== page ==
Jane Chen: Denner would go to the markets every morning—we were living in Shilin at the time— and pick up fruits and try to make different kinds of kombucha for fun. I was running out of a mango habanero sauce I had from the States, so he made a fermented hot sauce with leftover mango he had. We gifted it to friends and they raved about it. We thought they were being way too nice.
Alex Denner: I believe that to this day. They’re still being too nice.
Lisa Cheng Smith: But then they were like, no but srsly can we order it? can you deliver in a week?
Alex Denner: That's exactly what happened. Around Christmas, people were looking to get gifts for their relatives or friends. From giving it to friends and family, it really snowballed into Empress, which we launched about six months later.
We came out with three sauces and sent one hundred samples out in Taiwan and another hundred out internationally for feedback. We wanted to make them acceptable to both a Taiwanese and international palate.
Lisa Cheng Smith: How did the sauces have to change to appeal to Taiwanese vs. American tastes?
Alex Denner: We initially made them a lot spicier, but the reaction we got from within Taiwan was that they were too spicy. That one critique helped us hone in on our flavors, which shine so much more now. You really taste the core ingredients, and the spice, though still formidable, isn’t overwhelming.
Jane Chen: And the layers, right? That’s part of your design process as well. There are supplementary elements that work hard. Goji and ginger pump up the mango, but also take away some of the sweetness.
Lisa Cheng Smith: Jane, you mentioned that you were really interested in finding a way to tell Taiwanese stories to international audiences. How does Empress relate to this goal?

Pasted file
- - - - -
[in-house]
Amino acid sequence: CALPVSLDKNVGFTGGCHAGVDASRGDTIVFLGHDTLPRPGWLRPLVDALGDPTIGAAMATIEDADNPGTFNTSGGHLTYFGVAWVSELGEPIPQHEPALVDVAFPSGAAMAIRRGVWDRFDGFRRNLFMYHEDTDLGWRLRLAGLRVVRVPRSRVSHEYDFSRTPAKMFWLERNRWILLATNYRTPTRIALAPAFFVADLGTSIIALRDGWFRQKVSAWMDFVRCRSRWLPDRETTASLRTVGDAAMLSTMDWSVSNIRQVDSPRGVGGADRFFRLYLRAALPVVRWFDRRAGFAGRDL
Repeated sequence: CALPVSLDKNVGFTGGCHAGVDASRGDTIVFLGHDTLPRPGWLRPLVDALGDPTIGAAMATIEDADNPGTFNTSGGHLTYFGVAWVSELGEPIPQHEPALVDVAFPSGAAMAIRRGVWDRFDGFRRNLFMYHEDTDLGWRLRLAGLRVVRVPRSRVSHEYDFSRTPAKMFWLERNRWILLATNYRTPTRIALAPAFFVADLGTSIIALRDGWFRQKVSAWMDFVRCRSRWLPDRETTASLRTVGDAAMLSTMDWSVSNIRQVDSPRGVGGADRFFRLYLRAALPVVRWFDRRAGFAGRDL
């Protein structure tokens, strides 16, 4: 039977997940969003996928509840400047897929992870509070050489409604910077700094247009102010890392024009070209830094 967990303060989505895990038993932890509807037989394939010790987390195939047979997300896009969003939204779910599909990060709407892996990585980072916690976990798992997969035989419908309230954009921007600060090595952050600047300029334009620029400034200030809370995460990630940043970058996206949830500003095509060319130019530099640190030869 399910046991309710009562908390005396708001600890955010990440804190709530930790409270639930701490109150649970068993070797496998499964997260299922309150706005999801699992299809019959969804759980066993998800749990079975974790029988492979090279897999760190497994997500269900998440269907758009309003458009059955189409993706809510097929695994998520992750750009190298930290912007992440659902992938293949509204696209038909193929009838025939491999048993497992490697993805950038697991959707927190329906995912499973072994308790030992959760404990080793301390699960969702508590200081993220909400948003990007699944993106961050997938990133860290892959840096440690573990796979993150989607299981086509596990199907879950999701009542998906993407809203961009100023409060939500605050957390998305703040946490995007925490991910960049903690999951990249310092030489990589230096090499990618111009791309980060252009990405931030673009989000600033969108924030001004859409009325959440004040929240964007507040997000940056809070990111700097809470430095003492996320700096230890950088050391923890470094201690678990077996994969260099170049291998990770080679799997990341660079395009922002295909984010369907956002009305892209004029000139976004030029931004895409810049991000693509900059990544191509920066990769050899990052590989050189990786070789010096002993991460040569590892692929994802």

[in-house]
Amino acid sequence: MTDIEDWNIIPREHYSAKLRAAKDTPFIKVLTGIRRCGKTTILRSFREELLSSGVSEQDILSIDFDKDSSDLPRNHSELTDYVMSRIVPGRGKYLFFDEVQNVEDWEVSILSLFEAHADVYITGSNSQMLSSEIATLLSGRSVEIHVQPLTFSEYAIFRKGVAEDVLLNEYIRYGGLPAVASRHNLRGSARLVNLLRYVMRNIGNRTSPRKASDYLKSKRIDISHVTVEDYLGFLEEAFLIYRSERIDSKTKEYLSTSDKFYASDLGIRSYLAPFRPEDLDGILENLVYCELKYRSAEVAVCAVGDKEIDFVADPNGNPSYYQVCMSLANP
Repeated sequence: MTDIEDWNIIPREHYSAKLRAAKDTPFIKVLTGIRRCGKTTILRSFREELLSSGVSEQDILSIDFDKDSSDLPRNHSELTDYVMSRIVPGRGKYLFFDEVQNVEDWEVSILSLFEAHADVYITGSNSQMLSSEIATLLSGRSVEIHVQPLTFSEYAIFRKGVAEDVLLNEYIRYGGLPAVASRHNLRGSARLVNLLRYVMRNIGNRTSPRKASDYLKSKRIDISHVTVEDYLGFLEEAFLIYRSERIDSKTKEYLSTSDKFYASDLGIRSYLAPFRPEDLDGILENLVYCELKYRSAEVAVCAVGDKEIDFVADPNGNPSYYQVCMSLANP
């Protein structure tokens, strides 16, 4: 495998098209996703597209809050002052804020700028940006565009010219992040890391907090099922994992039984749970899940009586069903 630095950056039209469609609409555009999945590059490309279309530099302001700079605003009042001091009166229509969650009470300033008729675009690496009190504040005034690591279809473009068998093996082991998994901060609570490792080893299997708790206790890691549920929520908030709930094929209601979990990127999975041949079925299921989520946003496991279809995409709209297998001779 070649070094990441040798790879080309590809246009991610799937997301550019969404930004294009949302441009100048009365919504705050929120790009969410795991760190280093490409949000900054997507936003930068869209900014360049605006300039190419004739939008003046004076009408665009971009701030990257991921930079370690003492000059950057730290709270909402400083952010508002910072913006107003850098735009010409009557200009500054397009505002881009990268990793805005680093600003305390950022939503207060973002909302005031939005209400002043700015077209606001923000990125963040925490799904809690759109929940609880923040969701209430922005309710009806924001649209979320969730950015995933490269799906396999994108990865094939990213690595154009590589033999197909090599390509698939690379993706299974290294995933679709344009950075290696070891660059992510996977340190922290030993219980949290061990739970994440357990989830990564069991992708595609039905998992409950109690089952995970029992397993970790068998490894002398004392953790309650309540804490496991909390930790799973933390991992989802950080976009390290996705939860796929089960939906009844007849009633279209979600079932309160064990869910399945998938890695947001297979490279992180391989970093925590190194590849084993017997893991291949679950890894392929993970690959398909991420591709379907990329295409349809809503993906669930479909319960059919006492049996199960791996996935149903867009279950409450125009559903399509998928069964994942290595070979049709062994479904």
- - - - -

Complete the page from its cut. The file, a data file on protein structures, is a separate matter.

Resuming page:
Jane Chen: So I came back, started a consulting firm and helped a couple of brands land their consumer tech products in the US. One of them is still in the top five sellers on Amazon for their category. It was a cool experience; I got to know these really smart Taiwanese people and how they think about growing their impact on Taiwanese identity abroad.
As Denner was developing his hot sauce idea, I was planning to help him out with branding and marketing. But then I realized that this product does exactly what I was hoping to achieve—share Taiwan in a different way to the global audience—and the opportunity to do it through food was a dream. Taiwan tech is amazing, and there are really smart people working on it. But one thing that I don't think people know enough about is Taiwanese food and its agricultural prowess.
Lisa Cheng Smith: I would love to hear your perspective on what contemporary Taiwanese food culture is like, and what's resonating with you in the current moment.